Masters in Command
(1922 - 2005)
Peter Masters at the 60th Anniversary celebration of D-Day in Normandy, France
Peter Masters, a prominent television art director, graphic designer and author, died on March 21, 2005 at the age of eighty-three in Bethesda, Maryland.
Born Peter Arany in Vienna in 1922, he fled Nazi-occupied Austria in 1938 for England. Like many other refugees, he was held briefly in a British internment camp as a "friendly enemy alien." At the age of 18, he volunteered for an elite Commando unit composed entirely of refugees from Nazi regimes in Austria, Hungary and Germany. All of them spoke fluent German. Most of them were Jewish and expertly trained in the tactics of the German Army. Assuming new Anglo identities with intricate cover stories to explain their heavily accented English, they were recruited for hazardous missions on the front lines. Peter Arany became Peter Masters.
On D-Day, June 6, 1944, Peter Masters landed on Sword Beach in Normandy with a folding bicycle on his back. He recalled his thoughts while waiting for the Allied invasion to begin: "I, who had been harassed by the Nazis, intimidated and targeted for extermination, would at long last have an opportunity to strike back." Striking Back would later become the title of his memoir, published by Presidio Press in 1998, chronicling the compelling story of 3 Troop, 10 Commando, his unit's action on the front lines in Normandy, and the personal risks taken in order to expose German positions to the advancing Allied Forces. With his memoir - which features a foreword by noted historian Stephen Ambrose - Masters sought to tell the story of Jewish resistance and to dispel the myth that Jews went like lambs to the slaughter.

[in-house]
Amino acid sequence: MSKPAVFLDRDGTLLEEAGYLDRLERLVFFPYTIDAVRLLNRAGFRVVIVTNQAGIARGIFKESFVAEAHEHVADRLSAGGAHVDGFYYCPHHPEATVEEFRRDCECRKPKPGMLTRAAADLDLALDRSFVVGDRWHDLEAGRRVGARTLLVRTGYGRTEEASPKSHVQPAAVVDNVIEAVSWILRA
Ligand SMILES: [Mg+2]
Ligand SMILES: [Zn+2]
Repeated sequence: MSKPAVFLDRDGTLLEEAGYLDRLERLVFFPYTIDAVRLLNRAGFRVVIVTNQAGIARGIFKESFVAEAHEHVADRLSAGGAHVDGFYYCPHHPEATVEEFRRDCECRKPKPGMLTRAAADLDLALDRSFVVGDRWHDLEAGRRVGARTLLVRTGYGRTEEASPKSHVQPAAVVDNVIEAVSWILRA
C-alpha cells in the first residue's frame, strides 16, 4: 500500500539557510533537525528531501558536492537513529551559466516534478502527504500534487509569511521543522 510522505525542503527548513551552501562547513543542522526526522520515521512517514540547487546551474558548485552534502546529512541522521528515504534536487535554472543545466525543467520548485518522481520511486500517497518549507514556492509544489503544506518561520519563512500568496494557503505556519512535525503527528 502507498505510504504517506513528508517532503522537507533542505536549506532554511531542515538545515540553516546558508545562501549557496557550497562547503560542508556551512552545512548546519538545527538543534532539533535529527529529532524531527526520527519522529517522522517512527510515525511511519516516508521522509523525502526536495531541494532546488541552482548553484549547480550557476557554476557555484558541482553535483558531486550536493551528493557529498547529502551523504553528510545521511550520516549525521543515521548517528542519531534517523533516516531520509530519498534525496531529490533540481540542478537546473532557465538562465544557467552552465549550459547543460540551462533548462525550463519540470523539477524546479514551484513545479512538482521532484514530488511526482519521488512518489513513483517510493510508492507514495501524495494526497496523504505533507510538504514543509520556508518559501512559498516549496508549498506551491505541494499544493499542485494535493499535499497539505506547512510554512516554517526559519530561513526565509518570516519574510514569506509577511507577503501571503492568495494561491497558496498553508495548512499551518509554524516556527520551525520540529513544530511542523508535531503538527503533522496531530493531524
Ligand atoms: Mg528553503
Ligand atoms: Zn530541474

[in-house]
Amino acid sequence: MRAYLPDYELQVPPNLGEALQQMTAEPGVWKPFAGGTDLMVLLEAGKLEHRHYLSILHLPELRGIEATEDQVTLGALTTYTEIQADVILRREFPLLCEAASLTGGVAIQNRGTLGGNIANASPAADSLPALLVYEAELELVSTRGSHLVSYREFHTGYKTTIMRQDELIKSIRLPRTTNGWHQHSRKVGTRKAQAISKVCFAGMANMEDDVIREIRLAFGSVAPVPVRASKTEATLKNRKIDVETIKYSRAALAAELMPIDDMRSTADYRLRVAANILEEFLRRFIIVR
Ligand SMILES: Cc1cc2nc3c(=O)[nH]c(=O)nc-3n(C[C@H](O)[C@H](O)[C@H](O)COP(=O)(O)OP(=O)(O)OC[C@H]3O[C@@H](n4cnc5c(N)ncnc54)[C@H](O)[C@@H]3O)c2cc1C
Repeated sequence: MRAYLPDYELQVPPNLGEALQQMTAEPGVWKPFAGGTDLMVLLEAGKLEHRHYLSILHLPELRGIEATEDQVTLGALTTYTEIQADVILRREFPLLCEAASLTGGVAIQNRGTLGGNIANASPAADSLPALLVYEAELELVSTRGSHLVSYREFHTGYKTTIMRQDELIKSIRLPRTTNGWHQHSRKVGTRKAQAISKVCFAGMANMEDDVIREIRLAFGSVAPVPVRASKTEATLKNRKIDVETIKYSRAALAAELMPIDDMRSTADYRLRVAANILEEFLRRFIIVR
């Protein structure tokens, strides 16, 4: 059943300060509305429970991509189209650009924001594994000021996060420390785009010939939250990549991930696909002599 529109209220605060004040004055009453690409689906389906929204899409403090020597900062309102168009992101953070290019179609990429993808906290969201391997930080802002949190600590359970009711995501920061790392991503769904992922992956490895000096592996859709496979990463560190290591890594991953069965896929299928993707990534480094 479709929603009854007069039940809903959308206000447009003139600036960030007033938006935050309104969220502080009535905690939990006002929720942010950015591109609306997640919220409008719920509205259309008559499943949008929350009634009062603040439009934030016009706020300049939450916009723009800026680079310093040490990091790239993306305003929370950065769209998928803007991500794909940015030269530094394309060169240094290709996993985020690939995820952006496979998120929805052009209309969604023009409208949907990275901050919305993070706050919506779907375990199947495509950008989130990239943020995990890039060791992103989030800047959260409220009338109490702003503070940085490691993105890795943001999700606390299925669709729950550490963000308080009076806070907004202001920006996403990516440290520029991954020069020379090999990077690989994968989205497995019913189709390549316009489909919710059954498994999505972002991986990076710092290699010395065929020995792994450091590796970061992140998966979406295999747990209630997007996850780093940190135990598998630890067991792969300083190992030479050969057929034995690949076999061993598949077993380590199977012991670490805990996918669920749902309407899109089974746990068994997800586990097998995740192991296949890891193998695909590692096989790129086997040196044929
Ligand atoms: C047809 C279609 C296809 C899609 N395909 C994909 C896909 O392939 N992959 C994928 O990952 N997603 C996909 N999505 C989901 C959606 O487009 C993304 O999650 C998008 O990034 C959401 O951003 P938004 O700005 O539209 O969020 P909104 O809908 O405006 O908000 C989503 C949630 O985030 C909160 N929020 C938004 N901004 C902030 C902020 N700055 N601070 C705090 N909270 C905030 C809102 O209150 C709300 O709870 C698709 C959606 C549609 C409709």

After the war, Mr. Masters returned to England where he studied at the London Central School of Art and Design. He was among the first British students to earn a Fulbright Scholarship to the U.S, where he attended Parsons School of Design in New York and spent a summer at Yale University. After settling in Washington, D.C. in 1950, Masters became art director of channel WTOP-TV, the CBS-affiliate in Washington, D.C.
He designed sets for Face the Nation, The Jimmy Dean Show, Dinner With The President (a live broadcast featuring President Kennedy), and many other productions. During Lyndon Johnson's presidency, under special direction of Vice President Hubert Humphrey, Masters designed an exhibit at the Smithsonian, Profiles of Poverty. In support of the Johnson Administration's anti-poverty efforts, he created logos for Head Start, Vista, Job Corps, and other federal programs. The signage he designed for federal buildings on the mall in Washington still stands to this day.
After his retirement in 1984, Peter Masters dedicated much time and energy to keeping alive the legacy of his wartime experiences and began work on his memoir. Following its publication, his talents as a public speaker won him nationwide acclaim. He inspired many young people with his commitment to fight for the just cause of human rights, and to advance liberty and freedom in the world.
Peter Masters is survived by his wife of fifty-five years, Alice, an IMF retiree, by three children and seven grandchildren.
His memoirs, Striking Back. A Jewish Commando's War Against the Nazis (published by Presidio Press in 1998), can be purchased via email. Please contact: email@example.com
The German translation - Kommando der Verfolgten: 87 Elitesoldaten im Kampf gegen Hitler - was published by Schneekluth in 1999.
Masters in Command